Formerly an investor with NEA, Yanev Suissa left to fund SineWave Ventures.
Yanev Suissa, a venture capitalist formerly with New Enterprise Associates, wants to invest in startups that could eventually snap up government contracts.
His approach, he admits, is unorthodox: to invest in startups who have so far had nothing to do with the public sector.
A former senior investment officer under the Bush and Obama administrations, Suissa recently founded SineWave Ventures, an early-stage investment fund aiming to back commercial startups and help guide them through marketing to local, state and federal governments.
Suissa talked with Nextgov about why he believes SineWave's model will work. The conversation has been edited for length and clarity.
NG: How did your public sector experience guide your decision to start SineWave?
YS: What I noticed while doing venture was that there are almost no senior government people at any of the venture [firms]. VCs kind of know and admit that they need to deal with [the public sector], but don’t really have anyone who has crossed over between industries to help them out.
What we do is co-invest with the major venture funds in companies that could either provide a tech or service to the public sector, anything that lowers cost, increases performance and has a real impact on general mission and operations. Things like [educational tech], preventative health, areas where there's lots of free capital to help you grow if you know where to look for it, and where you're highly regulated.
We only invest in brilliant private commercial investments that have absolutely nothing to do with the public sector, so that's a little bit ironic. But mostly I find entrepreneurs can't stand the public sector, and don't really want to bother with it. But they know they either have to [to make money] or they know with our help they can.
The reason we built an investment firm rather than a consulting firm is because incentives are misaligned when you’re doing consulting. It's a fee-based model, not an execution-based model. As an investor, my goal is to get you to the goal line. So I regularly say 'No, the public sector has no interest in this.'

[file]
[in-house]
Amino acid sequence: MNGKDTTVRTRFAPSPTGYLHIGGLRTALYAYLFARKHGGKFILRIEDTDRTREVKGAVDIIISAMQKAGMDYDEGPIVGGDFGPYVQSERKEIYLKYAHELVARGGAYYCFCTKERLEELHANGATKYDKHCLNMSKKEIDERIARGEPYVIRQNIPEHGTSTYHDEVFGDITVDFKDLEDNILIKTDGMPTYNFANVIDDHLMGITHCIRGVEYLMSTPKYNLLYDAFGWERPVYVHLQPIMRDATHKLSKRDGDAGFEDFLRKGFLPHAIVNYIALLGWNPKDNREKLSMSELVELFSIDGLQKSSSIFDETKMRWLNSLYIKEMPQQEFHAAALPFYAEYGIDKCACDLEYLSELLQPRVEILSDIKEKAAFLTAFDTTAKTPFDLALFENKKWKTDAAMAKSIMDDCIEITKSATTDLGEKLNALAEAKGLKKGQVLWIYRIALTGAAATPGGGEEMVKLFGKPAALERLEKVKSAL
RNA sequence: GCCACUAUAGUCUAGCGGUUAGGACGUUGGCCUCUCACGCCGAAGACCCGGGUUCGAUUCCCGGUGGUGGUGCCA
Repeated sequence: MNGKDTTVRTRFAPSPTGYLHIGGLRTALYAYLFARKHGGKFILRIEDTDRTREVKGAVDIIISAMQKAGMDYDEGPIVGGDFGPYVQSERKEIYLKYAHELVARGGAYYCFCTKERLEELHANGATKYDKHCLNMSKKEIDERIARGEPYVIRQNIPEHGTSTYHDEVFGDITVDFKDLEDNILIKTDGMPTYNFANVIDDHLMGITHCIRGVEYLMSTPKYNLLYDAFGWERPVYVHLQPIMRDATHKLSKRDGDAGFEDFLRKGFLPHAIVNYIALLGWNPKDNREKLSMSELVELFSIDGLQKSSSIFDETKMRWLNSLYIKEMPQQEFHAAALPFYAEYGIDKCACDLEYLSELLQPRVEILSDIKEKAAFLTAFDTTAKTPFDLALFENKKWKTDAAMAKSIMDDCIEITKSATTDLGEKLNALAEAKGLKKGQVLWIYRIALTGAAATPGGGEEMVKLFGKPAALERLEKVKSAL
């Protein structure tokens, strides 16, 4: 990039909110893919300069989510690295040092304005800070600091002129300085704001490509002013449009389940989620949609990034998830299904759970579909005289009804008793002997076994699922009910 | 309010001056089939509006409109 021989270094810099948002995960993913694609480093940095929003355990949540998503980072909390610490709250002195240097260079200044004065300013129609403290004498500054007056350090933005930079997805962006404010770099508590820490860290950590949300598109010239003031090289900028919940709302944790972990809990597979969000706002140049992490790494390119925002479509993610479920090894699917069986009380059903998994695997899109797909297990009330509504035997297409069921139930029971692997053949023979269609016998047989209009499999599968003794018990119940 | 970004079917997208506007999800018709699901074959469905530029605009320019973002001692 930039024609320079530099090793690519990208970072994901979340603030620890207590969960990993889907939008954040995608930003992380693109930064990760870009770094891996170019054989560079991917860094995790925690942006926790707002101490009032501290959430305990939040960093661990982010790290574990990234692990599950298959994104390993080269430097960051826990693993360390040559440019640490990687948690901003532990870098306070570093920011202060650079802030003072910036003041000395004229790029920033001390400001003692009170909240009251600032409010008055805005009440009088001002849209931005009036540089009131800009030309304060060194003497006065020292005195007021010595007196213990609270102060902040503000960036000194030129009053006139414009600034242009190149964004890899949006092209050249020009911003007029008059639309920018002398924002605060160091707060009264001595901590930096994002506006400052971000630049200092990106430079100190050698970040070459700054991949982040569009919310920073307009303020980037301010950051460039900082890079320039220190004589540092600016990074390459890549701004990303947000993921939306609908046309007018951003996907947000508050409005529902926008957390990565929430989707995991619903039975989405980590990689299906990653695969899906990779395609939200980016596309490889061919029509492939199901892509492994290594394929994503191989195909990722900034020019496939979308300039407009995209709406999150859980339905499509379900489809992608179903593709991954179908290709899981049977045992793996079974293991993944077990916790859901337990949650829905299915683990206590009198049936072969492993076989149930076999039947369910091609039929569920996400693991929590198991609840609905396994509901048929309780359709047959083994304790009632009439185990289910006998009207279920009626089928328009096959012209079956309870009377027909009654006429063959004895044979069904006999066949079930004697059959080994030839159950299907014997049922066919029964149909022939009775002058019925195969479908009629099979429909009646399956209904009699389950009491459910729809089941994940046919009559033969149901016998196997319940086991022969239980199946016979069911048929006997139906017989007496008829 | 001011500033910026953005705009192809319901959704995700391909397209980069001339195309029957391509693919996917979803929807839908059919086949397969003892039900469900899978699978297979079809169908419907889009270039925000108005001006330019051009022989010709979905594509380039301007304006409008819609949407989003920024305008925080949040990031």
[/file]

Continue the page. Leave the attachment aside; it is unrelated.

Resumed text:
When we do think it's the right approach, then we say, 'OK, let's do this for you, but also do it in a way that doesn't distract you from your commercial business, cost you a lot of resources and potentially head you down the wrong path.'
NG: Why are you looking for startups that so far only have a commercial track record?
YS: One major difference in incentives [between the public and private sectors] is that the public sector is not as cost conscious. Usually, when you're effective in the public sector, it's because you're accomplishing something they can't accomplish without you, or because you're increasing the performance of something they're doing. It's very rarely that you're cutting costs, though I do see that happening more.
The public sector is a significant portion of the economy, but the commercial sector is at least two times that if not larger. A startup with limited resources, limited knowledge about the space is very unlikely to engage [with the public sector] unless you understand what they're building and can help them on the commercial side as well.
NG: What makes you think the government will take the risk of contracting with startups that have no public sector track record?
YS: There is some more risk tolerance [today than before], but the government is never going to be a risk-seeking organization. At the same time, they're confronting risk left and right in the tech sphere. Some of the risks come from the fact that the private sector technology is moving faster than them . . . Yes, it's a risk for them whether the technology will work, but it's a risk for them if they don't [try] also.
I do think the government is trying to signal to private sector entities that they would like to engage and participate. The reality of how that plays out is an undetermined story. A really important thing in government is to understand the difference between goals, rhetoric, evangelism and actual implementation. I think the government has done a great job in No. 1, and [I'm] starting to see them increasingly to things in No. 2.
NG: Do you anticipate any pushback from more traditional government contractors?
YS: In any industry, where there is the new guard and the old guard, the old guard is often very dismissive of the new innovative guard. But you constantly see startups becoming the behemoths in the industry.
NG: Are internal federal programs, such as 18F and the U.S. Digital Service, a potential threat to the startups you invest in?
YS: A lot of the entities you've mentioned are building applications to solve a pretty discrete, small problem, and there's a place for the apps within the government. Most VCs don't focus on apps, they focus on larger structural technology. I think [the startups] are going to build things the government uses for the really big problems, the real big capital expenditures.
(Image via Hurst Photo/ Shutterstock.com)